“It was an exhausting schedule because when you usually do a night shoot you go home as dawn breaks but on Dr Who we stayed on to get a couple of early morning set-ups - a couple of daylight shots. They were long days but the results were terrific.”

He said that the shoot for Family of Blood - “the one with the walking scarecrows” was equally rewarding. “It was set in an Edwardian boarding school and was just so atmospheric.”

He said that work tended to arrive by contacts and personal recommendation. “Directors and DoPs (directors of photography) want people they know and people they can rely on - people who can get the job done. So if you work well with someone on one shoot it's not surprising to get a call to work with the same people on something else.”

He said that the joys of jetting off round the world to shoot films is starting to pall slightly which is one of the reasons that he would love to start making television dramas based in East Anglia.

“It's such a lovely part of the world and has such potential on-screen that it would be criminal not to get East Anglia before the great British public again. Last year I shot Apparitions for the BBC in Liverpool and we got terrific support from the local screen agency up there and I am sure that if ScreenEast got behind TV and film dramas in this part of the world we could be equally successful.”

Steven said that he had always wanted to work in the film industry, although he started his career as a stills photographer in advertising. “But when I saw an ad for a trainee cameraman with the BBC I knew that's what I wanted to do.”

It was while he was working with the BBC that he first came to Suffolk. “I was the cameraman on that first series of Lovejoy and I just fell in love with the area. When I got married I wanted to get out of London and I bought a place in the north of the county. It's a wonderful place to bring up children and yet close enough to get to London for work.”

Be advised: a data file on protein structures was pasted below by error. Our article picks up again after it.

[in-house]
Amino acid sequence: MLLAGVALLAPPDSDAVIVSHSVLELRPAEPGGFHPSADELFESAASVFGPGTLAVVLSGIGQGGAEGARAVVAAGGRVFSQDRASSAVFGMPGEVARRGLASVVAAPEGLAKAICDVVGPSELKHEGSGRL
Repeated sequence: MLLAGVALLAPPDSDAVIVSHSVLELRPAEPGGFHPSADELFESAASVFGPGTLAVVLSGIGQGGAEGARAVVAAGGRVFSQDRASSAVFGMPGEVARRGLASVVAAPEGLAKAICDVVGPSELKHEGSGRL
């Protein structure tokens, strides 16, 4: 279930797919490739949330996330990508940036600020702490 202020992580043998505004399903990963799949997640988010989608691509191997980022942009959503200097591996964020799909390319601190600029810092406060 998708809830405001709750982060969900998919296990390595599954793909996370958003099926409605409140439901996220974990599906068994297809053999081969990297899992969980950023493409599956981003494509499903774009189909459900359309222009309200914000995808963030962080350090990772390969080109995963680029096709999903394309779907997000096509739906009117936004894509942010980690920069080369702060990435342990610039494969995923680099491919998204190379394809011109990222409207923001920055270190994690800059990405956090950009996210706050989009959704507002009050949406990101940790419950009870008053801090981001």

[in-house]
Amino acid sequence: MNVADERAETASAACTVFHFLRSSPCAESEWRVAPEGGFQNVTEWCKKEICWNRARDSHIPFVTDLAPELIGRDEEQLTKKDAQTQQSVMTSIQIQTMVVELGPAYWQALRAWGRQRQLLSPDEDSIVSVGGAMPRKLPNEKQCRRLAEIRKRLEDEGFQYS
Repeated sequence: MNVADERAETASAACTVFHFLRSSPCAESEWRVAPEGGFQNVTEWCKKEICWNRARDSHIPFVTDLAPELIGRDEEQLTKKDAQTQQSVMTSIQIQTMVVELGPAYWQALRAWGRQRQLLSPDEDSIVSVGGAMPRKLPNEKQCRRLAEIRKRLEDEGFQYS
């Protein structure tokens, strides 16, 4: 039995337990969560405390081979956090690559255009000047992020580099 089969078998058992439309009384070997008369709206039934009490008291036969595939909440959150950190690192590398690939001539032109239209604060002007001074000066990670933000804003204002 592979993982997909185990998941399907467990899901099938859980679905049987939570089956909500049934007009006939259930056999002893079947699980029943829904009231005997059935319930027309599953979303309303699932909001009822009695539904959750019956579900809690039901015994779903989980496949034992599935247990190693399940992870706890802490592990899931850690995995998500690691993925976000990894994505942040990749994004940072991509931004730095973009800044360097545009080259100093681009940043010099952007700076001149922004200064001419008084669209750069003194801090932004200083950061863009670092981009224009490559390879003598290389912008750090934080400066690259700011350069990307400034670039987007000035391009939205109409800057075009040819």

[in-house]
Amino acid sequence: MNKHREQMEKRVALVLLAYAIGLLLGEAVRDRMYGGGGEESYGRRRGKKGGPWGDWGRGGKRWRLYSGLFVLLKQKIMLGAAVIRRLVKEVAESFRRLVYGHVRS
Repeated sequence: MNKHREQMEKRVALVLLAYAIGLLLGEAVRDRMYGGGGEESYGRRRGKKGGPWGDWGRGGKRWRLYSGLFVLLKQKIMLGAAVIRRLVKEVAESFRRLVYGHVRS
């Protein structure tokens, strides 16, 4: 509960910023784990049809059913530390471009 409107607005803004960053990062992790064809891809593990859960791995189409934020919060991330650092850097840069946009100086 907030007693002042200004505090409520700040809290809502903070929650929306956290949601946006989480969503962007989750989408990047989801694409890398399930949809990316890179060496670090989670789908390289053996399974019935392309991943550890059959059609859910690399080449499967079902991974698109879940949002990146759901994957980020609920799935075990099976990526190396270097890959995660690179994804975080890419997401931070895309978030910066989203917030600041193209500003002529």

Steven is confident about the future of the British film industry, even though by its nature everything comes in fits and starts. “The credit crunch is affecting everyone - the film and television industry is no different. As soon as I wrapped Silent Witness I was going to spend eight weeks shooting the ITV production of EM Forster's A Passage to India but that has been put on the backburner because of the economic downturn. We were virtually prepped and ready to go; now I am going to have to find another job very quickly, just to keep the money rolling in.”

He is also excited by the development of digital cameras which he says has made filming much more flexible. “You can achieve any lighting effect you can think of and as the lenses have improved they are amazingly tolerant of low lighting levels. Also they now have a greater visual range than a traditional film camera but without the hassle of changing over film magazines.”

This week Steven is back on set trying to photograph grisly cadavers while at the same time trying to show the series' glamorous pathologist in a much more flattering light. Life is tough.